By Kevin Peters
I was at a party a few years back and struck up a conversation with the general counsel of a medium-sized privately held company. The discussion eventually turned to my practice: “litigator” I replied. This often inspires a step back – I mean that literally. This GC had one of the best responses I’d ever heard, and I’ve heard my fair share. “I know I need a litigator the way I’ll know I need an oncologist – something really bad has happened.” I smiled at that. There are few things I like more than a quick wit, and this GC had it. But she got me thinking (occupational hazard).
Is the analogy really accurate?
For sure, in some respects. No one wants an oncologist but certainly, they want the very best one if the need unfortunately arises. But that’s where the analogy ends. Oncologists treat cancer, they don’t prevent it. And they don’t provide strategies on how to avoid it or minimize its impact. We do, and it is an underutilized value.
Case A involved a company with a C-level employee who diverted corporate opportunities to a competitive company in which he had an interest. It was years before his fellow shareholders discovered this and sued him. We prosecuted the case and received hundreds of thousands of pages of documents in response to our discovery requests. Document review launched (a topic for another day), and it soon became apparent that for at least a year prior to the suit the treacherous employee had an attorney ghost-writing some of his key emails.
They were little seeds; almost like breadcrumbs leading toward defenses that would have been very hard to press without these small, almost innocuous, emails that tended to establish “facts” my client vociferously disputed. But there it was – contemporaneous email that favored the rogue’s narrative. We were able to manage the problem, but not without spending a (more) significant amount of time piecing together refutational documents that would have otherwise been irrelevant to the overall analysis.
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Case B involves a private equity firm endeavoring to force minority shareholders to sell their interests at a substantial discount based on an appraisal the private equity company bagged (it wasn’t quite that simple but work with me).
The appraisal followed the disastrous tenure of a CEO the private equity firm installed and refused to remove, and that same investor’s irrational refusal to approve the additional third-party investment. Given these facts, it wasn’t a stretch to argue that the diminishing value of the company was tied to a series of reckless or intentionally poor decisions. But why?
The company’s potential was enormous – game-changing technology that has since changed the game. Given its very novel business model, the company had predictable challenges – the kind that can only be overcome with lots of money. The combination of a lack of funds and Colonel Custer at the helm spooked minority shareholders who cashed out cheap out rather than face the risk of a financial disaster. They couldn’t afford that, but they knew the private equity firm could. It was, in other words, a high-stakes game of chicken, or at least that was my thesis.
A minority shareholder approached me despondent. Together with the client, we did a deep dive into the private equity firm’s decisions, the diminution in value, and the pressure to sell. The company was a Massachusetts corporation, and as such the majority owed the minority shareholders fiduciary duties. It was not difficult to develop a narrative based on the chronology and parade of horribles that pointed compellingly to a breach of those duties. For reasons I can’t get into, it made no sense for my client to surface with a trial attorney at that point in time. The right kung fu was easier, cheaper, and less contentious.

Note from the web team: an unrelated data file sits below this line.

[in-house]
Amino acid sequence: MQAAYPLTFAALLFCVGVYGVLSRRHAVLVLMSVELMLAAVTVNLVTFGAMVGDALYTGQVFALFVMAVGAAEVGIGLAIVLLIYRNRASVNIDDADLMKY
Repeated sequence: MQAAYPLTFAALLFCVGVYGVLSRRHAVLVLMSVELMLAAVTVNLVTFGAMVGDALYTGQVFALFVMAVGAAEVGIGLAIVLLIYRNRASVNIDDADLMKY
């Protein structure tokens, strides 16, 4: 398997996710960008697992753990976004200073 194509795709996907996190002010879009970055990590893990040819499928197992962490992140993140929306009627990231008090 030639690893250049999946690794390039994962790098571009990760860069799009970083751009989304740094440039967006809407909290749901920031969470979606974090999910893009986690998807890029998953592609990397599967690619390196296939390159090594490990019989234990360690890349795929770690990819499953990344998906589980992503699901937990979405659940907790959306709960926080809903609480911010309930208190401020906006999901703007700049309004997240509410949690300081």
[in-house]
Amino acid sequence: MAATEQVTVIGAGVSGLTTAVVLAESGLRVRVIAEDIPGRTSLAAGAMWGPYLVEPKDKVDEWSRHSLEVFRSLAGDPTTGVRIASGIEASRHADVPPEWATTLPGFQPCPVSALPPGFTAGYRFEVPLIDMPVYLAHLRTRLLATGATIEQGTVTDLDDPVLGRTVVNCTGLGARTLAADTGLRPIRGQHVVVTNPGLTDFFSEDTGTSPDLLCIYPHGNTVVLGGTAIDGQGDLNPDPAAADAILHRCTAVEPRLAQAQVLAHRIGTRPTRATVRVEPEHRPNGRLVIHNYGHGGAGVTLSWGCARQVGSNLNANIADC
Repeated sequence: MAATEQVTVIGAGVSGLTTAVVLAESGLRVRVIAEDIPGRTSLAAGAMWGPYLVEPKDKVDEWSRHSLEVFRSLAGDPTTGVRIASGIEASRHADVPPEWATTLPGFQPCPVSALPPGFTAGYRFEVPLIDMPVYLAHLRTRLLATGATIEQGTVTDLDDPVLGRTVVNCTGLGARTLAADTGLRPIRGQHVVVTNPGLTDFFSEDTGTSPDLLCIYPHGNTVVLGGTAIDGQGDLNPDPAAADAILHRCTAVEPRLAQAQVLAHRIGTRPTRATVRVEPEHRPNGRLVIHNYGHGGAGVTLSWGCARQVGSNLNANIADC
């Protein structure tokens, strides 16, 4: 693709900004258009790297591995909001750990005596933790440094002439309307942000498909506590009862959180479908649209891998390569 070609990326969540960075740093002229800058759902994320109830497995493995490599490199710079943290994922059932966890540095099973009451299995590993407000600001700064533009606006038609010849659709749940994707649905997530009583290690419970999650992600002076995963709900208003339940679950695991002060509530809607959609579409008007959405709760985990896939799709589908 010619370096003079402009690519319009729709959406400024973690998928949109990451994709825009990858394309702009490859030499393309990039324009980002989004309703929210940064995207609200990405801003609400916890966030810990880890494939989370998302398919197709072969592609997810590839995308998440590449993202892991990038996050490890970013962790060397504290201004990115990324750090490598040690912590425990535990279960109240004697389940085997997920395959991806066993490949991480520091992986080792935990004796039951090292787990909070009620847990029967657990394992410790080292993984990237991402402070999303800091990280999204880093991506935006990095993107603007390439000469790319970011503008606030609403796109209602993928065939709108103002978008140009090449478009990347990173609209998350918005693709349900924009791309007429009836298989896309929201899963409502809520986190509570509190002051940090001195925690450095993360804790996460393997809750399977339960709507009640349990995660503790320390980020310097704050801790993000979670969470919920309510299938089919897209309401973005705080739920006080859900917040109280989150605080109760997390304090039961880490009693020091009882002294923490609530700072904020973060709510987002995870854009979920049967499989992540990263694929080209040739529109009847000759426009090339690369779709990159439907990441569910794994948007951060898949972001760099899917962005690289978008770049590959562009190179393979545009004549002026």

With my guidance, the client began to send reasoned objections to the circumstances that led the company to the brink of ruin, as well as objections to rational actions the private equity firm refused to take. Sure, he didn’t need my help to articulate the facts. What he needed was a basic understanding of the law and the art of litigation to write the right email. His emails were, as I had hoped, ignored. That ultimately facilitated a narrative that had what we English majors called verisimilitude. We didn’t invent the narrative any more than Michelangelo invented his masterpiece, David. Michelangelo claimed he “liberated” David – that it existed in the marble, and only he was able to conceptualize it. We, likewise but with somewhat less artistic flair, developed the rudiments of a narrative that was not only a logical construction of the circumstances that brought my despondent client to my office, but also now a part of the fossil record of the company. That last part really matters, and my opponents knew that. The matter settled favorably.
There are going to be times when you must scale a glass wall, and there are going to be times when you have a post-it with “kick me” stuck to your ass. The time to consider a litigator is not after you’ve fallen from some height on your perilous ascent, and not after you’ve taken a boot to the rear. These days, the rudiments of a successful lawsuit often start long before the first shot is fired. You can thank email for that.
So, when do you need a litigator?
As soon as you feel that pit in your stomach that tells you you’re at risk. I wish I could be more articulate than that, but I am a big believer in trusting your instincts. After all, you’re successful because you did. That’s the point in time when a litigator can do the most good for the smallest expenditure. Don’t think of us as oncologists, in other words, but as tacticians just jaded enough to see what’s stuck in that giant block of marble responsible for your vague anxiety.
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